My first search of the Index for Sumter County, SC Pension Rolls led me to a Pension Roll Book that had the name of my 3rd Great Grandfather Alpheus J. Baker (1824-1917). It showed that he was living in Bishopville, SC and received a pension payment on 17 Feb. 1901 for his service in White's Battalion for "service until surrender".
|1901 Sumter County,SC Pension Roll Book|
Picture of original held by the SC State Archives
Next, I wanted to look at the microfilm for the Lee County, SC Pension Roll records. Lee County was formed from a part of Sumter County in 1902. Bishopville had become a part of Lee County so Alpheus should be in these lists.
When I went to get the microfilm it wasn't there. Turns out that some one else was using it. I was told that the original papers would be pulled for me instead!
What I was brought was a file box with the Pension Rolls from Lee County, SC 1909-1919.
Each year had an envelope that contained the Pension Roll papers plus letters. Handwritten or typed letters were in almost everyone. The letters were statements as to the standing of a person receiving or who had been denied a pension. Some were asking that their pension monies be given to various people to bring to them since they couldn't come themselves, or asking the Pension Board to look into their case again.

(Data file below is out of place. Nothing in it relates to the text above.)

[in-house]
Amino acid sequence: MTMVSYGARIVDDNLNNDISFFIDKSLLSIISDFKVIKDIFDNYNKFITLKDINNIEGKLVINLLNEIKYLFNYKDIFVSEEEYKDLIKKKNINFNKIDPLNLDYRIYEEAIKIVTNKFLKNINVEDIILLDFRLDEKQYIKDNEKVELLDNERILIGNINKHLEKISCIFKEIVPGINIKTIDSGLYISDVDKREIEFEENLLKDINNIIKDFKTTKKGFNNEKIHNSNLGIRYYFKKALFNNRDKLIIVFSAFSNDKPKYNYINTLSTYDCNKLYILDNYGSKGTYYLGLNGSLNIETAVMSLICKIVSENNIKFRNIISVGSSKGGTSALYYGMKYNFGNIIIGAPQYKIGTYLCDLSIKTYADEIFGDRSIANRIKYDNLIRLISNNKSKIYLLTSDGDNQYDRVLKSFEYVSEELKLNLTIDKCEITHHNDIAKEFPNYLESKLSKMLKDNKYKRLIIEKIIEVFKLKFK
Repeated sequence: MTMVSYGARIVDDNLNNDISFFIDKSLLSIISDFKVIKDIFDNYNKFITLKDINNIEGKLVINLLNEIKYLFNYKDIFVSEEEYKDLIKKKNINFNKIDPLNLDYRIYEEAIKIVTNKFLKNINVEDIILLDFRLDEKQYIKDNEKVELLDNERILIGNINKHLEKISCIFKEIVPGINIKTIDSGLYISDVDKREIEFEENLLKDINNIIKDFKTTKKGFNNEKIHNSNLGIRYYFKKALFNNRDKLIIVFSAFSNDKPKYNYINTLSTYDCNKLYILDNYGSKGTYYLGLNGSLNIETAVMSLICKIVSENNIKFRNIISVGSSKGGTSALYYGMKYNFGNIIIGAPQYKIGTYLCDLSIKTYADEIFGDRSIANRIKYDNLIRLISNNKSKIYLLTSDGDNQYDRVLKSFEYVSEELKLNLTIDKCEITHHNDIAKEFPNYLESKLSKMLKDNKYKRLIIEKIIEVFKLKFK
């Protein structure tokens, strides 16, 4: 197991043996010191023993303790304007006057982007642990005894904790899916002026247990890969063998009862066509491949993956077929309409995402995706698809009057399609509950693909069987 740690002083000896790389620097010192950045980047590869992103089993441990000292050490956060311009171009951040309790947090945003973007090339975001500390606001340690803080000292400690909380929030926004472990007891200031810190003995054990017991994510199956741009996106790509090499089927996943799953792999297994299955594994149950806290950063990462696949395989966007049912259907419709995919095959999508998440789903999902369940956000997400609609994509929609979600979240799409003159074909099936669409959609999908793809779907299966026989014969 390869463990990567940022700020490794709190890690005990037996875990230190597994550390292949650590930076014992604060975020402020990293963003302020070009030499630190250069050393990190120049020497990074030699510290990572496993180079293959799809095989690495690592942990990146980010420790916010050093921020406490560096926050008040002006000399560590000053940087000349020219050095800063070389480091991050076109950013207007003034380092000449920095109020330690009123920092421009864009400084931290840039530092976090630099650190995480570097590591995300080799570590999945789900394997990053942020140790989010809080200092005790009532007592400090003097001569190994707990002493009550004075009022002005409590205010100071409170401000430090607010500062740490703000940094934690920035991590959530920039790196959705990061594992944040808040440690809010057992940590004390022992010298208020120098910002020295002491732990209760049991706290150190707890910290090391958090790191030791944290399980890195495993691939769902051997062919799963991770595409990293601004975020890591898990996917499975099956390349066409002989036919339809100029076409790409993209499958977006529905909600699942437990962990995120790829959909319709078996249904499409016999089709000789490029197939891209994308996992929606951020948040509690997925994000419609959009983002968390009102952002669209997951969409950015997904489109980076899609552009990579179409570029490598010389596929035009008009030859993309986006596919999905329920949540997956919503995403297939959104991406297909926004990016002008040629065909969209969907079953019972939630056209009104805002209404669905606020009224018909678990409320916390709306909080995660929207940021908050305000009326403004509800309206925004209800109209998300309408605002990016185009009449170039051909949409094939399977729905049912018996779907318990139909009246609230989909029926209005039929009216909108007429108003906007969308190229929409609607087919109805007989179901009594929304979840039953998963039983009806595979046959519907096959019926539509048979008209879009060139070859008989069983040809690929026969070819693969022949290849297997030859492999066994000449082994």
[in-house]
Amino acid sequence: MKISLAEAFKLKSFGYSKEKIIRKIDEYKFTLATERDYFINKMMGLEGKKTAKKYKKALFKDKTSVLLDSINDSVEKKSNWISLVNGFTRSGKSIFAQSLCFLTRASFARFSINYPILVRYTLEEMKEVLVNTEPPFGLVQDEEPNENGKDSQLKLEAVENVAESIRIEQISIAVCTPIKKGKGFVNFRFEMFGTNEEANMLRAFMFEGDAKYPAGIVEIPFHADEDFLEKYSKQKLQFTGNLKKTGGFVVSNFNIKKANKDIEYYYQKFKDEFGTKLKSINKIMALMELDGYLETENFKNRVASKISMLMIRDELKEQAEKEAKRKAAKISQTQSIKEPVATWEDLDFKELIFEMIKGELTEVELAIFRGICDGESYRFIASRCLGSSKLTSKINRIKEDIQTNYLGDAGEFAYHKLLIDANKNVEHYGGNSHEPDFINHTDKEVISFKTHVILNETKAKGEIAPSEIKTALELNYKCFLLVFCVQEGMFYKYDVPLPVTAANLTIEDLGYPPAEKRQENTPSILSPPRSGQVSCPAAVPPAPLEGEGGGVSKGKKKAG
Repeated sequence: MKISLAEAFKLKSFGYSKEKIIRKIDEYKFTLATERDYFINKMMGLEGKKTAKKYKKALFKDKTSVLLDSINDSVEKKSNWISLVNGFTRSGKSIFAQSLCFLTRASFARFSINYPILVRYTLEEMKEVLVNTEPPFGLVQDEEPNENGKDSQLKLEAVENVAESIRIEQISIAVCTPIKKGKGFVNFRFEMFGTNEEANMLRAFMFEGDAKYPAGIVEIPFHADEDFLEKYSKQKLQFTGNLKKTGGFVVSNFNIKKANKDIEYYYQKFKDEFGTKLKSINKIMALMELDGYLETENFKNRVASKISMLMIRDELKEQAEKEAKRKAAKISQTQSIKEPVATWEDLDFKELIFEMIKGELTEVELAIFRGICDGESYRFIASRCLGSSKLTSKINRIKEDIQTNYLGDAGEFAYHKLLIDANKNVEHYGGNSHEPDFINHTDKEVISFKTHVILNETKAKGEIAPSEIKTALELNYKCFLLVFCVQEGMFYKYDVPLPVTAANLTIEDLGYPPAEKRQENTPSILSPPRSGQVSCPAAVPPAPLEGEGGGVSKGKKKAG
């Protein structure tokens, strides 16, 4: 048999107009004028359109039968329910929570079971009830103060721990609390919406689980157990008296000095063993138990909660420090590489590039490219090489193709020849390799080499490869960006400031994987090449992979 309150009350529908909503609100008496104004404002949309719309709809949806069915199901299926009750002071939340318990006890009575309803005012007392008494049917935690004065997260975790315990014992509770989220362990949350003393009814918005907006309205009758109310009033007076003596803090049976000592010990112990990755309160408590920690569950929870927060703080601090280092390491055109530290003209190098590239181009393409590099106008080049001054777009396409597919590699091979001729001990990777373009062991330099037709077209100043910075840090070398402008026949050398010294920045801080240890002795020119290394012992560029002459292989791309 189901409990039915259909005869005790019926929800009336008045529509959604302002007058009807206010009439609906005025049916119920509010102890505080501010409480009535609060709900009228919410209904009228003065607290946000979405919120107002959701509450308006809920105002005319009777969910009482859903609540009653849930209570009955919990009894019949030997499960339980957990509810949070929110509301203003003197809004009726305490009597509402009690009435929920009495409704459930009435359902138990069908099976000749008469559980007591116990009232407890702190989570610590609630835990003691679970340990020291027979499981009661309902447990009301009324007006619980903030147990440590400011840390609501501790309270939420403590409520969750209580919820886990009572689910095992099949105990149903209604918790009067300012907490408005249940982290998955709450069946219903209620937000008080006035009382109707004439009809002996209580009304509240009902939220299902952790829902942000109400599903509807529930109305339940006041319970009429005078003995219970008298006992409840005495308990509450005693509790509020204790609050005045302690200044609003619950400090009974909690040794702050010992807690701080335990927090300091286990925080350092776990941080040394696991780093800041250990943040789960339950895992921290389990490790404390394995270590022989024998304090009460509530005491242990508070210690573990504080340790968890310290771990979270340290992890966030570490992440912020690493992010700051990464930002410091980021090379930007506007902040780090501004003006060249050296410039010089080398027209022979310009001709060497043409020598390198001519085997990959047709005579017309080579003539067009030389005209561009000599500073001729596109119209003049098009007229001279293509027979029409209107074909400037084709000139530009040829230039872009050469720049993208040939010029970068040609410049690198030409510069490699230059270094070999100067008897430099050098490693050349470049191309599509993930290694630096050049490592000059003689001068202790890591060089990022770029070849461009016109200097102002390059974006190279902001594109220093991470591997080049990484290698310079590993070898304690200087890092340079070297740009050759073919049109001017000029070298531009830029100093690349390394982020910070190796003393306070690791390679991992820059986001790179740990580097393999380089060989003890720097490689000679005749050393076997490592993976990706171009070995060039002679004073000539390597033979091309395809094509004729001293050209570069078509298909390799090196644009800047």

One of the best ones I saw was this typed note from 1914 that includes the name of my 3rd Great Grandfather's sister Julia Dorrity Byd. Julia was receiving a Widow's Pension in behalf of her deceased husband, James Byrd.
|1914 Letter to Comt. Gen, Columbia, SC from R.H. Singletary|
Picture of original held by the South Carolina State Archives
On the bottom is says:
" Please let me have a check for Mrs. H.J. Goodman, Mrs. Mary Deas, and Mrs. Julia A. Byrd, who are on my list as dead and who are still living as these people are worrying the life out of me about it,
R. H. Singletary"
I hope this got cleared up quickly so that Mr. Singletary could get some peace!
If I had looked at the microfilm would I have seen this or any of the other letters? Would I have just scrolled through until I found the right place and name? Were the letters microfilmed along with the Pension Rolls? I don't know but I do know that there is great value in looking at the original. How fun it would have been to find a handwritten letter signed by someone in my family tree!
There is nothing like holding an original record created by or for your ancestor. I am so glad that the microfilm that I needed was being used that day.The next time I have a choice between a copy or the original I will ask for the real thing!
©Cheri Hudson Passey